Jonah Goldberg

So how is Dick Durbin partly right? It is true, as Durbin claimed, that if he were to read the allegations about depriving prisoners of food or forcing them to defecate on themselves, many Americans would be reminded of the Nazis. But that's because vast swaths of the public and their opinion leaders prefer to live in historical and moral ignorance. (As for thinking of Pol Pot's killing fields or the Gulag, it's unlikely, as neither gets a fraction of the attention they deserve.) In the circles frequented by the likes of Durbin - where Howard Dean is a statesman and Michael Moore deserves the Nobel Prize - evil must automatically be associated with "Nazi."

So it goes in our political culture, where Nazi has become so synonymous with "bad" that all bad things must be Nazi-like - particularly if these bad things have been (allegedly) committed by the United States. Durbin could have compared the alleged abuses to the behavior of the French in Algeria or even to the police in Chicago 20 years ago, and he would have been far closer to the truth. But that just wouldn't have had the oomph he was looking for - and it would have left too many people scratching their heads.

In recent years, liberals have taken the lead in the practice of arguing ad hitlerum. In the lead-up the war, George W. Bush was constantly compared to Hitler. More recently, Sen. Robert Byrd likened proposed filibuster reform to Hitler's rise to power. In the 1990s, the Contract With America was barraged with Nazi allusions. "When I compare this to what happened in Germany, I hope that you will see the similarities to what is happening to us," Rep. Charlie Rangel declared. "Hitler wasn't even talking about doing these things."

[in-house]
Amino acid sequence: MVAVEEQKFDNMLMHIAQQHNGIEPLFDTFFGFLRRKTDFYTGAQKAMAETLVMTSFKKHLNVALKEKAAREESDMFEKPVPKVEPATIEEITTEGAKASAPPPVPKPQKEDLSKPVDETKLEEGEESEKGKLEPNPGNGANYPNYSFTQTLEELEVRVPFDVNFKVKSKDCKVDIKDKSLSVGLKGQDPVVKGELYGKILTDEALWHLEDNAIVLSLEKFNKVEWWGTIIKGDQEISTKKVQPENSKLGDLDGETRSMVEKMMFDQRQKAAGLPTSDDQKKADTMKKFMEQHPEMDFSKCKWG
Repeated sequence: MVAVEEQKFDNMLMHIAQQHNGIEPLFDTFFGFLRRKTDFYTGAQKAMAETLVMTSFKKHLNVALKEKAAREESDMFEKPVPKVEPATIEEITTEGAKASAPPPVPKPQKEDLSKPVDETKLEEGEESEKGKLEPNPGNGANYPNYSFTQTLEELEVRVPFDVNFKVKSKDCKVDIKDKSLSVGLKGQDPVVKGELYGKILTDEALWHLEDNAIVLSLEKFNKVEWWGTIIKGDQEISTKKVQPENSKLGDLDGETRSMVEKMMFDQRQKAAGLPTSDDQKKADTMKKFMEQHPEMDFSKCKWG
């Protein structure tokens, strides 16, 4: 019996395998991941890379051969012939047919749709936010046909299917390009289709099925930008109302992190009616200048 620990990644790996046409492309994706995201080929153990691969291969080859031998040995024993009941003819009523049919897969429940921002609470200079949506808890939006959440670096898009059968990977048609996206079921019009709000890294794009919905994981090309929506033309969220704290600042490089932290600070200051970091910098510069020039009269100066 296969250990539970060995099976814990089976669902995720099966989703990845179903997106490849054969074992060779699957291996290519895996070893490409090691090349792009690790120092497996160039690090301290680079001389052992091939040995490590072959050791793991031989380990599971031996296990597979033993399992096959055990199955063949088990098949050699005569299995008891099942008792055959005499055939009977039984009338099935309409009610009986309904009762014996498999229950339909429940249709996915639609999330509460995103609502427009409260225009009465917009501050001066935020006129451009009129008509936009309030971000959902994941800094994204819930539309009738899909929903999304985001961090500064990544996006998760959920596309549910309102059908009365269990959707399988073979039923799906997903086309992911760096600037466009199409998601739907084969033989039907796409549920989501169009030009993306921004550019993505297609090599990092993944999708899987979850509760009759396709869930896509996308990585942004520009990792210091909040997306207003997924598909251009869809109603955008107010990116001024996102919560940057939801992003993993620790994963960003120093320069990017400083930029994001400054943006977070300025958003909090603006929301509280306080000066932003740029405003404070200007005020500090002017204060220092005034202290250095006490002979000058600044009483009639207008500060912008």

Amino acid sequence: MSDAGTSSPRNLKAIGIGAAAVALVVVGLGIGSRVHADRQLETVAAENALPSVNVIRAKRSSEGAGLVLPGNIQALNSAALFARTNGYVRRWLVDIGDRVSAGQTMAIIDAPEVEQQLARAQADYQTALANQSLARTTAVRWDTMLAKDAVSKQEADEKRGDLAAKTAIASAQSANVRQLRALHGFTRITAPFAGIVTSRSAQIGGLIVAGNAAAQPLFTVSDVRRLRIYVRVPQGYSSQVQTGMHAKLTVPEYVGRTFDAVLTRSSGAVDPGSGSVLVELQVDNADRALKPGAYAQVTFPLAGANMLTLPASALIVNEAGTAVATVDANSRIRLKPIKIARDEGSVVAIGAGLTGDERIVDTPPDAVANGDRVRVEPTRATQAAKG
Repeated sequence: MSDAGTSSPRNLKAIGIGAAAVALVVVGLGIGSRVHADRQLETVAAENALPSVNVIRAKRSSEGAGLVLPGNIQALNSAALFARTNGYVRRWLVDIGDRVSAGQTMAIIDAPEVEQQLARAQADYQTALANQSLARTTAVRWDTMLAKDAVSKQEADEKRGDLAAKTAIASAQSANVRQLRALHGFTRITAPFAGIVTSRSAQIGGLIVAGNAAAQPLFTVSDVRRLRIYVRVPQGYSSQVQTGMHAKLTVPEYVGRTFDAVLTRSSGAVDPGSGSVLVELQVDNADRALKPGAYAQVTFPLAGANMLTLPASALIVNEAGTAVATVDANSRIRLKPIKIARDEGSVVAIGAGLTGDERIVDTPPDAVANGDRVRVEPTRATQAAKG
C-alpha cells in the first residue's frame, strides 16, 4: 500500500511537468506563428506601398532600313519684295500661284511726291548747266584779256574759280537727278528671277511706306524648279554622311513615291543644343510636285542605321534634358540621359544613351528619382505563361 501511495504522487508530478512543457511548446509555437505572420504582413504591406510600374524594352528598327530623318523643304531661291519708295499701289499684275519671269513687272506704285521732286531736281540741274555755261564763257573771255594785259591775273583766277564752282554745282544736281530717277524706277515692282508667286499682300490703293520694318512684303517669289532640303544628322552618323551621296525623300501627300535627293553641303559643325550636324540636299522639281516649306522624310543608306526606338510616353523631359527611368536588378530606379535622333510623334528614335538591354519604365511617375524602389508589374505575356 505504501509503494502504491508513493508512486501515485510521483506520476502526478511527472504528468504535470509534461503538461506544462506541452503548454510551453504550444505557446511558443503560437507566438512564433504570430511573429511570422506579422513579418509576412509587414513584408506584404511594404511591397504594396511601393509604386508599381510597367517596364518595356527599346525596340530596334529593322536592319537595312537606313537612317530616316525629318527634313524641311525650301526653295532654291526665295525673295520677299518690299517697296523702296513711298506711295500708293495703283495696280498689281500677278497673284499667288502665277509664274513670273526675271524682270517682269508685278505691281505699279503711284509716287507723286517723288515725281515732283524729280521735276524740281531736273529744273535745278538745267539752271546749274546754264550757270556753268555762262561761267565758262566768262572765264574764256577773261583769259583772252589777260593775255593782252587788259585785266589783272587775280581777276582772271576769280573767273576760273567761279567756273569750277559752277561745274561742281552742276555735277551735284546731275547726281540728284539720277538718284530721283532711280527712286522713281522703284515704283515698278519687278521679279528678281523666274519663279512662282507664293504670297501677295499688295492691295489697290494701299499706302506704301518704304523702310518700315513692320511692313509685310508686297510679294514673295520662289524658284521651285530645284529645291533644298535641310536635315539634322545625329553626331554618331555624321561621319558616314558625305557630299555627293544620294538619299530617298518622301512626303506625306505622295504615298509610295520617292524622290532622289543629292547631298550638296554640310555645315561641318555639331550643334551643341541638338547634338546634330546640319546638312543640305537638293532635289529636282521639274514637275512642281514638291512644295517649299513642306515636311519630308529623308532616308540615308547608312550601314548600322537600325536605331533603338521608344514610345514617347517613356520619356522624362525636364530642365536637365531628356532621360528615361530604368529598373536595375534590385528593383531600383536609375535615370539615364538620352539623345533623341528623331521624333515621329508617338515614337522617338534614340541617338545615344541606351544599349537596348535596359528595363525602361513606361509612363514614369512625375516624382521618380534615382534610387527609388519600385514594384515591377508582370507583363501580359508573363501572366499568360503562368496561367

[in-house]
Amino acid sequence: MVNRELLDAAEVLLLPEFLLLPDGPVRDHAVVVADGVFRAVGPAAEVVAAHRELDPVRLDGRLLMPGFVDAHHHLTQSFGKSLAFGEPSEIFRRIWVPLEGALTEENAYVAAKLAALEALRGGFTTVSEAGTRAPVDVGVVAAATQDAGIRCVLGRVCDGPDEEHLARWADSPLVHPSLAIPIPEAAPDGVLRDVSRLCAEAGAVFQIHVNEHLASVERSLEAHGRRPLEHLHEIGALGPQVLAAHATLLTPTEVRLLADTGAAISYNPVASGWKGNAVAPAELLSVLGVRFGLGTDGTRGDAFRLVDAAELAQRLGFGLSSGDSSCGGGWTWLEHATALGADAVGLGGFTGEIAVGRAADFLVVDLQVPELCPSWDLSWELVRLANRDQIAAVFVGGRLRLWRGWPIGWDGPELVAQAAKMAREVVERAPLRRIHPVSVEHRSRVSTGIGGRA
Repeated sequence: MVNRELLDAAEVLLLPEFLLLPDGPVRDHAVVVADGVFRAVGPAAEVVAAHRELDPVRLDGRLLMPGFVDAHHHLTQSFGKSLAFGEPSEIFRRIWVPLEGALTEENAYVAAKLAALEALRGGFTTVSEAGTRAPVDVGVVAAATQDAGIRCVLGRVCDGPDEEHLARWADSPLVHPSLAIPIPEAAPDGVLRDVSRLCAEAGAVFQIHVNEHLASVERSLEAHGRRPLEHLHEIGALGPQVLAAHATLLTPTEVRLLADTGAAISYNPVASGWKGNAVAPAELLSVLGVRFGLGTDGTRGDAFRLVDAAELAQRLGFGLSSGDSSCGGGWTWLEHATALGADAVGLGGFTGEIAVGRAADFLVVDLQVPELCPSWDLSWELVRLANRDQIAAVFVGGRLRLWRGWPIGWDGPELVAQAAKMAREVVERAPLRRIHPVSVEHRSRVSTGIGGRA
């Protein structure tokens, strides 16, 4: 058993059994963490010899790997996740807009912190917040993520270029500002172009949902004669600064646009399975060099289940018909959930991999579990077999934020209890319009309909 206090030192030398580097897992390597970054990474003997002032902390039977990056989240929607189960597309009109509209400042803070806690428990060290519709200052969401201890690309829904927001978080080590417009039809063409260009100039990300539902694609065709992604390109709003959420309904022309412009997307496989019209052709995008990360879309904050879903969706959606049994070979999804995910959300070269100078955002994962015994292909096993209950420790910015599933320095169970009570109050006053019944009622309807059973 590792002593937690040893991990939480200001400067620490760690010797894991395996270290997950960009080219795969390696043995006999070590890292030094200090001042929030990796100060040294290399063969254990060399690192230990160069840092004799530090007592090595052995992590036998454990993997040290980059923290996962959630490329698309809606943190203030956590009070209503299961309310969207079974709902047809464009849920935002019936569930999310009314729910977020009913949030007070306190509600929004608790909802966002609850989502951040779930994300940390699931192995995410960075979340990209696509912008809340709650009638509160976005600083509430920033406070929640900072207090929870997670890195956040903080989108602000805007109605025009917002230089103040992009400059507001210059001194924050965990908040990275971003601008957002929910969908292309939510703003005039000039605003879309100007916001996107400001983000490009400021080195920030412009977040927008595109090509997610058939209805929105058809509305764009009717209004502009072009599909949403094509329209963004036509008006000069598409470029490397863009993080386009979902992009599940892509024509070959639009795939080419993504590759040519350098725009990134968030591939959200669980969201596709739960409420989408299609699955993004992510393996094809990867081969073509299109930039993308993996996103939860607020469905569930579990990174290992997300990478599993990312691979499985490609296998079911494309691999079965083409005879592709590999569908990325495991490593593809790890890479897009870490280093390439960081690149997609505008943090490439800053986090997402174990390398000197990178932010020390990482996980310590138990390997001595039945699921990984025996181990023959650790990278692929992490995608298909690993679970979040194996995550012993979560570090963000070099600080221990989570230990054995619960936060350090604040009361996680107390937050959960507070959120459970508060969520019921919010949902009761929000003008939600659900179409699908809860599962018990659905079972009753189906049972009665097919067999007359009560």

Factually, that's true. Hitler wasn't talking about term limits for committee chairs or tax cuts.

In fairness, folks across the aisle from Durbin can't resist the temptation either. During the Clinton years, Hitler and Nazi analogies were far too popular on the right, and they still pop up too often.

This is a more serious problem than mere partisan excess or Durbin's jackassery. Hitler holds our fascination because of his singular villainy. But this shouldn't crowd out our ability to make distinctions. Hitler is supposed to define the outer limits of evil, not the lowest threshold. Something can be very, very bad and be far "better" than the Holocaust.

The mere fact that Durbin and his fans don't understand this is no reason to excuse it.

Jonah Goldberg

Jonah Goldberg is editor-at-large of National Review Online,and the author of the book The Tyranny of Clichés. You can reach him via Twitter @JonahNRO.
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